Monday, April 14, 2008

Fat children keep many people employed

Last week the results of an important two year study on obese children were published in the April 2008 Pediatrics, "A Policy-Based School Intervention to Prevent Overweight and Obesity." According to Sandy Szwarc who writes Junkfood Science
    "This is a critically important news story because there is a lot riding on proving these childhood obesity initiatives are effective — for literally thousands of organizations, special interest groups and government agencies across the country working to prevent childhood obesity and promote their ‘healthy’ eating and physical activity programs, as well as billions of dollars in government money at stake. [The CDC’s budget for its healthy eating and physical activities, alone, has grown 2,000% since 1999.] And, most at stake is the welfare of our children.

    Since every school-based childhood obesity intervention to date has failed to show lasting improvements in children’s diets, activity levels or health outcomes, or in reducing obesity, this study has added importance. As the U.S. Preventive Services Task Force and even the Institutes of Medicine have concluded after reviewing 6,900 studies and abstracts, there is no quality evidence to support these childhood obesity interventions. And the government’s own statistics even negate the need for them, as there have been no significant increases in the numbers of children considered “overweight” since 1999-2000 and children are healthier and expected to live longer than at any other time in our history." Complete article here with percentages, percentiles, and risks
According to Ms. Szwarc, the intervention was ineffective, although this is not how it was reported. There was no difference between the intervention group and the control group, and in healthy eating there was evidence that the intervention group actually went backward. They had been eating 5.64 servings of fruit and vegetables a day and that decreased to 4.17, plus the intervention group were eating fewer calories but not losing weight. "Clearly, the School Nutrition Policy Initiative failed to reduce overweight or obesity in the children," she says.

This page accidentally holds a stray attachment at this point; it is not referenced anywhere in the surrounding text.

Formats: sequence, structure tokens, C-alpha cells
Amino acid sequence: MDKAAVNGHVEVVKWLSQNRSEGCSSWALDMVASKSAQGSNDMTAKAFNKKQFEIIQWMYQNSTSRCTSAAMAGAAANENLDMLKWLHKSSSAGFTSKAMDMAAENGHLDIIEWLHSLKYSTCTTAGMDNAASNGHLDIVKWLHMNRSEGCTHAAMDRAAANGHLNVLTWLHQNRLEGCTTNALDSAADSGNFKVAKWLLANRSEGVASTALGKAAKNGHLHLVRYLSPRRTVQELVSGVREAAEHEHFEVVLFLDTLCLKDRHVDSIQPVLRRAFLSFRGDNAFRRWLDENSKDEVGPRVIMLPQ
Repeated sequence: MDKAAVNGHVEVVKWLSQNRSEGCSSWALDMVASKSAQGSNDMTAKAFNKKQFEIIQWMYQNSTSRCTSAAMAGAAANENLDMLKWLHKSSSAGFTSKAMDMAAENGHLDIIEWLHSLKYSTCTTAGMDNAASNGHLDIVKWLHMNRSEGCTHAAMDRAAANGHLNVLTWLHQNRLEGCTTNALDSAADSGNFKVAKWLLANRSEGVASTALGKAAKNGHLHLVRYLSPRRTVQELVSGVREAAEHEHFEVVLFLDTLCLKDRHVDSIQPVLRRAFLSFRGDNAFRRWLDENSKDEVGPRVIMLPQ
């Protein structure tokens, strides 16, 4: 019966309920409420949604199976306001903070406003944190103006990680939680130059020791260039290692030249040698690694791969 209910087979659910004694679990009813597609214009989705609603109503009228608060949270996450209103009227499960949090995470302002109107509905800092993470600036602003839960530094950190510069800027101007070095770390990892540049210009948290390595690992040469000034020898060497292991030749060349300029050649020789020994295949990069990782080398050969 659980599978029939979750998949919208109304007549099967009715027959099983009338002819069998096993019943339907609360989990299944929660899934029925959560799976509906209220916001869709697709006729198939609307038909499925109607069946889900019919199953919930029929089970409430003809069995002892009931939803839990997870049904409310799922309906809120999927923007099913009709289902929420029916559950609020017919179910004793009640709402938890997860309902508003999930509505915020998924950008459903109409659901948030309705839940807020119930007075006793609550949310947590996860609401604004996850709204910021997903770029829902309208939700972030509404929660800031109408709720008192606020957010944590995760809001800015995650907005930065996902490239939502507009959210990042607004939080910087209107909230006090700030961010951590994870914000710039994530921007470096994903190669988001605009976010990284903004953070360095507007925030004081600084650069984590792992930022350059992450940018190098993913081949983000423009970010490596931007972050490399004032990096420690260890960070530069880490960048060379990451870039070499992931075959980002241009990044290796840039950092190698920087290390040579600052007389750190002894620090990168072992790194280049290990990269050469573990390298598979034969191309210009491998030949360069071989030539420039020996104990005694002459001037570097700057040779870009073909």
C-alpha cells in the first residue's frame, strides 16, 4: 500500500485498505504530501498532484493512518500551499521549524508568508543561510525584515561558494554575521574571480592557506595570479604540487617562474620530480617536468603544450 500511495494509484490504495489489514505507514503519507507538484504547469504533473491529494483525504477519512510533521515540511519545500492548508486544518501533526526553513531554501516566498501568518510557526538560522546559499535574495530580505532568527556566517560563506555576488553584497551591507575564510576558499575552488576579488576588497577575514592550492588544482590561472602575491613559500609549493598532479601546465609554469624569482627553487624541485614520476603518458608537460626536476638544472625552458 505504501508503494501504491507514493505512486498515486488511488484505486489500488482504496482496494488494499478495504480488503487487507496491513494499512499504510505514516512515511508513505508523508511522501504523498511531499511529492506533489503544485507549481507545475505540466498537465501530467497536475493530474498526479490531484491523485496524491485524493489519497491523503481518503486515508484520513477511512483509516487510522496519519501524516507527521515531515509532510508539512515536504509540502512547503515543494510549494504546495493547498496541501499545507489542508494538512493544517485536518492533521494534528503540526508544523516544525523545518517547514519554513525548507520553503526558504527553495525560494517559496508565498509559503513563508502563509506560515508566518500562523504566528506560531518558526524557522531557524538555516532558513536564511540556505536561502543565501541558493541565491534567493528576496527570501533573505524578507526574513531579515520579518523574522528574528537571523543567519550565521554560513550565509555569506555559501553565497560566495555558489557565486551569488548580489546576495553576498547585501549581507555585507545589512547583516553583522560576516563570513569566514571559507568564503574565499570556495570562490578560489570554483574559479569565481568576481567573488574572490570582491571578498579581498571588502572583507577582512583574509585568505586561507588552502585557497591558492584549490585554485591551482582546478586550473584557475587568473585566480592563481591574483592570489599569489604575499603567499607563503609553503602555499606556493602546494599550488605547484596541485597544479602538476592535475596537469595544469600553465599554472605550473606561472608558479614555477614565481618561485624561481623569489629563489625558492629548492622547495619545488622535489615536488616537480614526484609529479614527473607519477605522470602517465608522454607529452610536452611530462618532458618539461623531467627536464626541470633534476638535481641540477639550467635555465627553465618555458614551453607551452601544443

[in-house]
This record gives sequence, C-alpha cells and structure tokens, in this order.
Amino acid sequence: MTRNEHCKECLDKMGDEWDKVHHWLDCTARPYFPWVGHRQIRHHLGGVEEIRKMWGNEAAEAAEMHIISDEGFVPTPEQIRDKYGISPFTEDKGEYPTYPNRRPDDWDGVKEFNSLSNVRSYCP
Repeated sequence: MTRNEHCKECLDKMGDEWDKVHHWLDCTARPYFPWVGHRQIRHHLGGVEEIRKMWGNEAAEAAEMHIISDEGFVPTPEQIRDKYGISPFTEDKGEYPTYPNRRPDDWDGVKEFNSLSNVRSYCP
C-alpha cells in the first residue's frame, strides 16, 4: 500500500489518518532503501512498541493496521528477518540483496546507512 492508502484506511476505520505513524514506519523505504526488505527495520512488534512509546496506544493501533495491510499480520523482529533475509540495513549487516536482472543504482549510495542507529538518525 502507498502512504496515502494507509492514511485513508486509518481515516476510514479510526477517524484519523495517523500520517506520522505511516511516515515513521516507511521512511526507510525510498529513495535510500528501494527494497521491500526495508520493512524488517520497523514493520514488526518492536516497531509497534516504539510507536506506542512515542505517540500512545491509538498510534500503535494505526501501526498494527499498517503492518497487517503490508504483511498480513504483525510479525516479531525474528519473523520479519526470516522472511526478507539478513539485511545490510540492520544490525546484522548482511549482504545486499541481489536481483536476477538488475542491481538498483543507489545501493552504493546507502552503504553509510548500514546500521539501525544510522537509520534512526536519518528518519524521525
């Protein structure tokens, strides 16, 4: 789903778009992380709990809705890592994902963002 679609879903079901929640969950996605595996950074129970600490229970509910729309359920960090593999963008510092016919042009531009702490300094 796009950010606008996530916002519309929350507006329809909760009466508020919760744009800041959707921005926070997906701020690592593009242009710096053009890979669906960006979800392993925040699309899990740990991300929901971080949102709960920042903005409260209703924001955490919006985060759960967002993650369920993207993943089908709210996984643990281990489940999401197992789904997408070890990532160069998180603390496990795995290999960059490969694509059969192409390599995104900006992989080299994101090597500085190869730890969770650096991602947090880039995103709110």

Last week I wrote about a delinquency prevention study of 4 years duration done here in Columbus with 6th graders back in the 1970s. After 4 years of intervention and special attention to improve the children's self-esteem and self-concept, the intervention group had just as many contacts with the law as the control group. Like the School Nutrition program discussed above which integrated good nutrition into the curriculum, the delinquency group had healthy self concept integrated into all their classes. Social and peer pressure were also used both in the nutrition and the delinquency behavior modification programs. The failure to prevent delinquency by building self concept didn't stop the "self esteem" drive of the 70s and 80s as the cure for whatever ailed Johnny, probably because so many academics and sociologists had invested their lives and careers in the concept. So I'm guessing there are already too many programs, initiatives, salaries and grants riding on obese children to stop the train now, even though Ms. Szwarc points out obesity in children hasn't changed since 2000.

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